There is something quite special about arriving at a resort in a small canopied boat, an arrival made all the more intriguing when it includes a 15-minute ride along the palm-lined natural canals that parallel Kerala’s coastline facing the Arabian Sea. There to greet me at the dock of the Poovar Island Resort (poovarislandresort.com) was my assigned Guest Relation Executive ready to dispatch bags to my room and guide me up the winding pathway to the elegant open-air reception area. “Here is my card,” he said once I checked in, “If you have any questions or want me to organize anything for you, just call my mobile.” I’m off to a good start!
The priority of the moment was lunch on the up-hill side of an inviting, geometrically-designed swimming pool. Lunch table choices were indoors with air conditioning or outdoors on a three-sided veranda where most resort guests seemed comfortable to eat despite the 30+ degree C temperatures on a February afternoon. The buffet offered three walls of international and Indian dishes, including a dazzling dessert selection that kept grabbing my attention despite my best efforts to focus on the soups, salads and main dishes.
Having booked on short notice, all that was available at the resort was a standard land room in a two-storey cottage (two rooms up/two down), but I was curious during my stay to see what other accommodation options I had missed. Happily, the Chief Executive Officer of the Resort, R. Sritharan (“call me Sri”), took me on a walking tour of the property during which we peeked into one of 16 romantically-isolated Floating Cottages moored along the waterfront, and the Premium Land Cottages, where I was able to identify true luxury at this seaside resort. For my money, I would choose one of the eight Premium Land suites (four per two-storey cottage), newest in the resort’s collection of accommodation options, and bristling with amenities that define luxury.
My time with Sri allowed him to share his vision for transforming every element of the resort into a model eco-friendly stay. In what is a challenging inaccessible property, these initiatives are well under way with promise of more steps to be taken over the next couple of years.
Also with environmental impact in mind, the resort recommends patronizing backwater tour operators who pole their long wooden fishing canoes (standing like Venetian gondoliers) around a magical watery landscape for early morning birding expeditions, botanical explorations and a memorable sunset cruise. Not only is this kinder to the shoreline and passers-by than boats with engines that make waves and erode banks, but also less intrusive for close-up glimpses of wildlife amidst the tranquil backwaters.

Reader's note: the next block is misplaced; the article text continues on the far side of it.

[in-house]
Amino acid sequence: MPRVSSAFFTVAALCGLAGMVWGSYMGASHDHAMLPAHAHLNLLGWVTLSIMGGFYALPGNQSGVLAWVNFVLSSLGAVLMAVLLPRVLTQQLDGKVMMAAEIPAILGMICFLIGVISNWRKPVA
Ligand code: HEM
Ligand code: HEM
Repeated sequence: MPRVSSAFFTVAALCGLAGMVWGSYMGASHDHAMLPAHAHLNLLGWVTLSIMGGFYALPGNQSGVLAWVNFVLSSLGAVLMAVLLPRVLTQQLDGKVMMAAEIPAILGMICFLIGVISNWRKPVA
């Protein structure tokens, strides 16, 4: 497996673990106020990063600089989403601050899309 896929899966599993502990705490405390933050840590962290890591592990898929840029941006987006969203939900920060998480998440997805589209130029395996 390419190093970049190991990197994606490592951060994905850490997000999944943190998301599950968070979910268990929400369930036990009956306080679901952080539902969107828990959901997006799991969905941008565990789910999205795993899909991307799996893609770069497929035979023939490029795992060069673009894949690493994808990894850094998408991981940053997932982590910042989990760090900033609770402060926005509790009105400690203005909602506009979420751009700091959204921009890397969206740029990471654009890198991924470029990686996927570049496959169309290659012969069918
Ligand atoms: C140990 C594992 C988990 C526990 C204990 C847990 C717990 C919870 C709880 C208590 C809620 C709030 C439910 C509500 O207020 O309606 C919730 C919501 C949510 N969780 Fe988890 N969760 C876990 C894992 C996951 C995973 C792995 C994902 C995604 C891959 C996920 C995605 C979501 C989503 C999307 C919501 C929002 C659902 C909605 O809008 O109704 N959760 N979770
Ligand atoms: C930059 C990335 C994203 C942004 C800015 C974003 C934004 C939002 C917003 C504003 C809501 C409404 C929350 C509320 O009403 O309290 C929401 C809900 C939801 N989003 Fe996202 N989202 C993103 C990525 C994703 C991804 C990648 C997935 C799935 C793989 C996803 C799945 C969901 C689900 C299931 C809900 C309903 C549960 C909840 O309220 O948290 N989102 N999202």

Upon arrival, I had noticed a cream-colored sandbar about five minutes by boat over to the canal shoreline opposite the resort. “Any time you want to cross to the public beach, just walk down to the dock and one of our boat drivers will take you to the Arabian Sea,” my Guest Relations Executive had said.
But the caution was instant and urgent, “You cannot swim there, the currents and waves are too dangerous!” Neither was swimming in the canals encouraged, again because the currents are very unpredictable. I did stroll along the sandbar to witness another memorable sunset, but the steep sandy drop-off made the reason for the caution all too obvious.
One of the reasons I had selected this seaside resort was to learn about its Ayurveda Village, a separate 15-room element of the resort property with two Ayurvedic doctors, 13 treatment rooms, numerous massage practitioners, its own Ayurvedic restaurant heavy on fruits and vegetables, and a serious commitment to curing or relieving health problems such as joint pain, obesity and chronic stress. Minimum check-in is one week for rest and relaxation clients with no medical agenda, two weeks for clients with medical challenges. Having only three days to spend at the resort, I was still able to book an Ayurveda massage treatment, accessed with a five minute walk along wooden boardwalks on stilts over the water and through manicured Ayurveda Village gardens.
Owned by Aitken Spence Hotels & Resorts with properties in Sri Lanka, India, Maldives and Oman, Poovar Island Resort’s chief international clientele in more than a decade of operation has been European, especially when it comes to the Ayurveda Village. To health-oriented Germans, Swiss and Swedes, two or three weeks of focus on retaining or regaining a healthy life balance in such a beautiful, undistracted setting is motivation enough.
Many British retirees come for a month or two annually to escape the worst of winter in the UK. And, of course, the Indian middle class, now 350 million strong across the country, is becoming an increasingly important resort market, particularly in the shoulder seasons. November through February is high season.
By Alison Gardner
Editor/journalist, Alison Gardner, is a global expert on nature-based vacations and cultural/educational travel. Her Travel with a Challenge web magazine is a recognized source of new and established operators, accommodations and richly-illustrated feature articles covering all types of senior-friendly alternative travel.